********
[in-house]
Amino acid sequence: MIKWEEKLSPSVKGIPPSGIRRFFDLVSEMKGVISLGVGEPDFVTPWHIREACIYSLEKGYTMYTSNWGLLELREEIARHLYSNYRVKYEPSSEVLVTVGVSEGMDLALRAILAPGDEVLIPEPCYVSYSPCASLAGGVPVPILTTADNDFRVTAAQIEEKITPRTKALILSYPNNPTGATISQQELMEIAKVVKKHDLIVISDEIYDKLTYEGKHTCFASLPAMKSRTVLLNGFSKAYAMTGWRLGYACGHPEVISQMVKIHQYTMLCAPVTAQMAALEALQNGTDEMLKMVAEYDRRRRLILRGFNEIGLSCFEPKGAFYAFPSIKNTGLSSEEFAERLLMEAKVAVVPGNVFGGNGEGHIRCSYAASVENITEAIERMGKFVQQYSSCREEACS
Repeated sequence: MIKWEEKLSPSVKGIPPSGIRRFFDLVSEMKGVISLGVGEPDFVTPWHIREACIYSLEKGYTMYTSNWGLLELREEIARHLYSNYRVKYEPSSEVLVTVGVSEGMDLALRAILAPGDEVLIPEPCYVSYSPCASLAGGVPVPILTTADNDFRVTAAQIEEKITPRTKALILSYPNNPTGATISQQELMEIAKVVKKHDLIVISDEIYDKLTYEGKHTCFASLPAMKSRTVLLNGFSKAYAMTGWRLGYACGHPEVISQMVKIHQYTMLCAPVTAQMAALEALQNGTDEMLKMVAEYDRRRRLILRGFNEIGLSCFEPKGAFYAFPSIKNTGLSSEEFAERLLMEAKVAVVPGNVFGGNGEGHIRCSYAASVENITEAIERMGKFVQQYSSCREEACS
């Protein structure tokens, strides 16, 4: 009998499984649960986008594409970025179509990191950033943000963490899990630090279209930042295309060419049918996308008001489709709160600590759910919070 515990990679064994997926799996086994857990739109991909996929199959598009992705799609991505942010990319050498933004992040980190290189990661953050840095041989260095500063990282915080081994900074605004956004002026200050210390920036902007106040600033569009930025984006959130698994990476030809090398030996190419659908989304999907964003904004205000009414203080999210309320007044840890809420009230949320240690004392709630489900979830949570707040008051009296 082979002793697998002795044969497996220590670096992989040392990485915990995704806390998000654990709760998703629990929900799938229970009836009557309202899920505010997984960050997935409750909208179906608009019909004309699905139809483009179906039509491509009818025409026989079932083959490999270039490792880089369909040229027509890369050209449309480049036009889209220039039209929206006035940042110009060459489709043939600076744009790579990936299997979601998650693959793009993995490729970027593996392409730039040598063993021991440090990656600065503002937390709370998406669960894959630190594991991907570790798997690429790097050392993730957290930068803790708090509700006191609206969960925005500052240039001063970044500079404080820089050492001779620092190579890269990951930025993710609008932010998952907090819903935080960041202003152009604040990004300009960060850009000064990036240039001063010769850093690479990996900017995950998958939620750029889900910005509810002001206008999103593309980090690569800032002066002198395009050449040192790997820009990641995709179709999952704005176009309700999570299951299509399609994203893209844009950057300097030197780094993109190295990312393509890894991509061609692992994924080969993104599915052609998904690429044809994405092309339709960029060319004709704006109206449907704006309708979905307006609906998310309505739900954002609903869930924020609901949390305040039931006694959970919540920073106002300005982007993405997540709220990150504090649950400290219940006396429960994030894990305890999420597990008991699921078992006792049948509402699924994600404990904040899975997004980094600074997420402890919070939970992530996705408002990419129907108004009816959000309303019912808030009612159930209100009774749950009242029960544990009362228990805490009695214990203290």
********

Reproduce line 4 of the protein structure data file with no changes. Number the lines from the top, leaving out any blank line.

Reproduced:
């Protein structure tokens, strides 16, 4: 009998499984649960986008594409970025179509990191950033943000963490899990630090279209930042295309060419049918996308008001489709709160600590759910919070 515990990679064994997926799996086994857990739109991909996929199959598009992705799609991505942010990319050498933004992040980190290189990661953050840095041989260095500063990282915080081994900074605004956004002026200050210390920036902007106040600033569009930025984006959130698994990476030809090398030996190419659908989304999907964003904004205000009414203080999210309320007044840890809420009230949320240690004392709630489900979830949570707040008051009296 082979002793697998002795044969497996220590670096992989040392990485915990995704806390998000654990709760998703629990929900799938229970009836009557309202899920505010997984960050997935409750909208179906608009019909004309699905139809483009179906039509491509009818025409026989079932083959490999270039490792880089369909040229027509890369050209449309480049036009889209220039039209929206006035940042110009060459489709043939600076744009790579990936299997979601998650693959793009993995490729970027593996392409730039040598063993021991440090990656600065503002937390709370998406669960894959630190594991991907570790798997690429790097050392993730957290930068803790708090509700006191609206969960925005500052240039001063970044500079404080820089050492001779620092190579890269990951930025993710609008932010998952907090819903935080960041202003152009604040990004300009960060850009000064990036240039001063010769850093690479990996900017995950998958939620750029889900910005509810002001206008999103593309980090690569800032002066002198395009050449040192790997820009990641995709179709999952704005176009309700999570299951299509399609994203893209844009950057300097030197780094993109190295990312393509890894991509061609692992994924080969993104599915052609998904690429044809994405092309339709960029060319004709704006109206449907704006309708979905307006609906998310309505739900954002609903869930924020609901949390305040039931006694959970919540920073106002300005982007993405997540709220990150504090649950400290219940006396429960994030894990305890999420597990008991699921078992006792049948509402699924994600404990904040899975997004980094600074997420402890919070939970992530996705408002990419129907108004009816959000309303019912808030009612159930209100009774749950009242029960544990009362228990805490009695214990203290």